14. clogged gutters

    It is important to ask questions about the condition of the property prior to binding the coverage. If a policy is cancelled for one of these reasons, the insured will get a letter which is bad news. My goal is to keep my clients from getting these letters so I try to be proactive.

  5. Sean Cantkier
    February 14, 2020 | 2:29 pm

    As much as we would like to be blind to it, websites do get hacked. Even the most “secure” sites in the world have been hacked as you probably have heard in the news lately. Bruce recently had his website hacked. I immediately called him when I realized this was case. It is much better to deliver the bad news, along with a plan, than to wait for them to contact me. I took the opportunity to do a full security audit of his website so moving forward we minimize the risks. Lucky for Bruce, he signed up with me for a website backup service which meant we were able to get him back up and running within a couple of hours of discovering the issue.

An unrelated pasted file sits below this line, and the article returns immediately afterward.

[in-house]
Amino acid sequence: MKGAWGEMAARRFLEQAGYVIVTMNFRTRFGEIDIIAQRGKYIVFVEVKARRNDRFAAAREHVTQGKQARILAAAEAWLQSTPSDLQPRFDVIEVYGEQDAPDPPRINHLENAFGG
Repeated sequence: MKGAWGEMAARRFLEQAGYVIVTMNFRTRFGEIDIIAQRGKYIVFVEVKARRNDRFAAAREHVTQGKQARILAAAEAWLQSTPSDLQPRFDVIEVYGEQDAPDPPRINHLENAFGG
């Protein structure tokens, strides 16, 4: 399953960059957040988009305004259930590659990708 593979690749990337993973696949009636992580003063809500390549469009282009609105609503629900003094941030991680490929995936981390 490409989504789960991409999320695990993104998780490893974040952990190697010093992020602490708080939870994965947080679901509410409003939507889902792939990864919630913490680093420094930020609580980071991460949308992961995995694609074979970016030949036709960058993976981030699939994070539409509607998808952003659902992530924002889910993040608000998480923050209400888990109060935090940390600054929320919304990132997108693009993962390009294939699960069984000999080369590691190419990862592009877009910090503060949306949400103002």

6. Matthew Underwood
    February 24, 2020 | 1:50 pm

    As a physics therapist I often treat people with degenerative changes in their spine, torn rotator cuffs, bulging discs, etc. Sometimes the patients are aware of these issues before they see me, but sometimes they are not. It is very important that I don’t scare patients when discussing the relevant pathology. I always try to stay positive and bring the most relevant, current evidence to the discussion. I try and focus on what we can do to make it better and also try to let patients know that most of these issues resolve and get better and can even heal. I try to avoid patients leaving my office being afraid to bend over because of a disc issue. I try to empower with knowledge and encourage safe movement on the road to recovery.